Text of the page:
In February, a woman from a neighboring town learned about my Life Stories classes and immediately expressed a strong interest in taking my next class. I was in the middle of two eight-week sessions at the time and didn’t know when I’d offer the next one.
Sometime over the summer that woman — I’ll call her Lou — called to let me know she definitely wanted to take my class and didn’t want to fall through the cracks. “Writing my life story is on my bucket list,” she said.
I already had checked my “I’m interested, contact me when you offer your next class” list, and found no one else from her community on it. I asked her if she knew anyone else who might like to take a class, because I’d offer one in her town if I had at least three attendees.
A month or so later, an area library where I had been trying to offer a class for several years contacted me. The librarian and I decided I would give a free public presentation about Life Stories and then, if there was interest, I’d follow up with a class this fall.
Lou drove 20 miles to attend that presentation. I was impressed with her determination and decided on the way home from the library to offer a class in her community — and work like heck to find a couple more people to enroll.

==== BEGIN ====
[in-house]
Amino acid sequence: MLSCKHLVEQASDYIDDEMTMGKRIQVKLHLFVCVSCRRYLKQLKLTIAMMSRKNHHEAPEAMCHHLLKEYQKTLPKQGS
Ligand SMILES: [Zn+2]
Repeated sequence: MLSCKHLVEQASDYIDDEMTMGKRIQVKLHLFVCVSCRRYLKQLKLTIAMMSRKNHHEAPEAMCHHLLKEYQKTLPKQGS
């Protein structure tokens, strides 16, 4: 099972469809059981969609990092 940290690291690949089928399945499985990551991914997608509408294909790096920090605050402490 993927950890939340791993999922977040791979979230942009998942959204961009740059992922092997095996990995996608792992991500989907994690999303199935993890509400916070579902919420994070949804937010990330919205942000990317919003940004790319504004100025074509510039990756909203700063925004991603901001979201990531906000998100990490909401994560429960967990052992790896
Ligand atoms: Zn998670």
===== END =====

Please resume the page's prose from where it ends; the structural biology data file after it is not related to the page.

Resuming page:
Our class of three started the Monday after Labor Day. The following Monday, Lou told me she had been diagnosed with cancer. By the following week she knew it was non-Hodgkin lymphoma, the same cancer I had three years ago. She already had told her medical team that she was writing her life stories and hoped to continue with the class. It would be part of her therapy, she told me.
Week Four, she shared a beautiful story she had written about going for a ride in a hot-air balloon in Sedona, Arizona. She and a friend, both widows, were planning a vacation and decided they would go where they could be close to their late husbands — UP! Her story conveyed not only her love for her husband but also her sense of adventure and her fun-loving relationship with her friend.
She missed our next class due to tests. She sent an email to let me know that she would miss this week also, as her chemotherapy treatment would start that day.
We talked on the phone a few nights ago. “I have been writing every day,” she said, noting that she was particularly trying to incorporate funny memories into her writing — like the time her husband took the kids to church and inadvertently left one there.
“You sit here and you laugh when you think of some of this dumb stuff,” she said. “You have no idea how happy this makes me.”